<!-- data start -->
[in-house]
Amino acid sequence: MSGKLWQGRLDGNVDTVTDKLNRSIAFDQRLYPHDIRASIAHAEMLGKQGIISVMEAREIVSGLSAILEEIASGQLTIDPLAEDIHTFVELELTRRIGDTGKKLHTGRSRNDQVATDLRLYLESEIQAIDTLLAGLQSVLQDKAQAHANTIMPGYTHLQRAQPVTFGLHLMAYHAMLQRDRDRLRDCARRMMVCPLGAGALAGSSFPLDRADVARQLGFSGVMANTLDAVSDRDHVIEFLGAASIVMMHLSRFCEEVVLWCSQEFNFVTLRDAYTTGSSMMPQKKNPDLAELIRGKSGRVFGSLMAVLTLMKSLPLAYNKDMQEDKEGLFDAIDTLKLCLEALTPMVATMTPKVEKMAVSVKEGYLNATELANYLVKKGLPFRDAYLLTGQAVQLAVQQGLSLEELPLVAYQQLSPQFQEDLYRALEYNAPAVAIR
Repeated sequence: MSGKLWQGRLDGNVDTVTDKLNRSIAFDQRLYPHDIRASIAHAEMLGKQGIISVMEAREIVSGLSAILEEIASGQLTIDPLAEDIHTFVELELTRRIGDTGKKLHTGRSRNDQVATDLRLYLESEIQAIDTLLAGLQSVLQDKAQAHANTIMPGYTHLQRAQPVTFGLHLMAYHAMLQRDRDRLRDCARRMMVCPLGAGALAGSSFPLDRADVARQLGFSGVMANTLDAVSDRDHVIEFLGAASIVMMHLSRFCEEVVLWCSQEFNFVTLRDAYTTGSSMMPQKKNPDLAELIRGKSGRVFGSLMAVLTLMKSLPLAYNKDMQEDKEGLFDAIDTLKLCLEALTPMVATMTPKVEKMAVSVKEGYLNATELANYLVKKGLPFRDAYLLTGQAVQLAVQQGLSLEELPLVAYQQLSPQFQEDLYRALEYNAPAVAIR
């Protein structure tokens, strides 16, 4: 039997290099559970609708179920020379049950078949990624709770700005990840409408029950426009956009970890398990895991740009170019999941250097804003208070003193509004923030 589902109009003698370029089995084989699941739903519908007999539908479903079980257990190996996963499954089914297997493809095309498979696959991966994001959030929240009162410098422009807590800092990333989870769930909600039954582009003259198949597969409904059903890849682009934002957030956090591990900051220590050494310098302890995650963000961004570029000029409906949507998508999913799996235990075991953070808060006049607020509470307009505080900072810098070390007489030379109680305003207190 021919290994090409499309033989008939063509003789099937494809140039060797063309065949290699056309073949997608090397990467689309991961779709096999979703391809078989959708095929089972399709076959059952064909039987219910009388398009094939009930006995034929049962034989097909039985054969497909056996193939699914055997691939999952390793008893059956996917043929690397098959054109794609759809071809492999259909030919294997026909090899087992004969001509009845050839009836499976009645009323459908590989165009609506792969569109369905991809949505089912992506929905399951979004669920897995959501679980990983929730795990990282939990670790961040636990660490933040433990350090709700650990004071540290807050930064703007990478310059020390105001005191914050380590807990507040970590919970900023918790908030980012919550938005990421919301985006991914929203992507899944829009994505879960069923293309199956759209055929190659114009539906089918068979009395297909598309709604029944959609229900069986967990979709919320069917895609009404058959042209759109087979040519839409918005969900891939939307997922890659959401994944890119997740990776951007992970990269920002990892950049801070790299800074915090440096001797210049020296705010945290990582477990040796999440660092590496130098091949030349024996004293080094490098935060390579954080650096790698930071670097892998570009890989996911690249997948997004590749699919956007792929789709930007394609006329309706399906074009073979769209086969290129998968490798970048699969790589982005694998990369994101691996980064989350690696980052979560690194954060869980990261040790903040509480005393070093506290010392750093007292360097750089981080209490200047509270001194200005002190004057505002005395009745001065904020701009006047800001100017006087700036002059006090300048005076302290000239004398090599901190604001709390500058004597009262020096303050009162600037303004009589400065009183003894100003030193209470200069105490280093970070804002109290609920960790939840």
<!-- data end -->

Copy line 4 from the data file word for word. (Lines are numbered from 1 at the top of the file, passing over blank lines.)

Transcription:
């Protein structure tokens, strides 16, 4: 039997290099559970609708179920020379049950078949990624709770700005990840409408029950426009956009970890398990895991740009170019999941250097804003208070003193509004923030 589902109009003698370029089995084989699941739903519908007999539908479903079980257990190996996963499954089914297997493809095309498979696959991966994001959030929240009162410098422009807590800092990333989870769930909600039954582009003259198949597969409904059903890849682009934002957030956090591990900051220590050494310098302890995650963000961004570029000029409906949507998508999913799996235990075991953070808060006049607020509470307009505080900072810098070390007489030379109680305003207190 021919290994090409499309033989008939063509003789099937494809140039060797063309065949290699056309073949997608090397990467689309991961779709096999979703391809078989959708095929089972399709076959059952064909039987219910009388398009094939009930006995034929049962034989097909039985054969497909056996193939699914055997691939999952390793008893059956996917043929690397098959054109794609759809071809492999259909030919294997026909090899087992004969001509009845050839009836499976009645009323459908590989165009609506792969569109369905991809949505089912992506929905399951979004669920897995959501679980990983929730795990990282939990670790961040636990660490933040433990350090709700650990004071540290807050930064703007990478310059020390105001005191914050380590807990507040970590919970900023918790908030980012919550938005990421919301985006991914929203992507899944829009994505879960069923293309199956759209055929190659114009539906089918068979009395297909598309709604029944959609229900069986967990979709919320069917895609009404058959042209759109087979040519839409918005969900891939939307997922890659959401994944890119997740990776951007992970990269920002990892950049801070790299800074915090440096001797210049020296705010945290990582477990040796999440660092590496130098091949030349024996004293080094490098935060390579954080650096790698930071670097892998570009890989996911690249997948997004590749699919956007792929789709930007394609006329309706399906074009073979769209086969290129998968490798970048699969790589982005694998990369994101691996980064989350690696980052979560690194954060869980990261040790903040509480005393070093506290010392750093007292360097750089981080209490200047509270001194200005002190004057505002005395009745001065904020701009006047800001100017006087700036002059006090300048005076302290000239004398090599901190604001709390500058004597009262020096303050009162600037303004009589400065009183003894100003030193209470200069105490280093970070804002109290609920960790939840």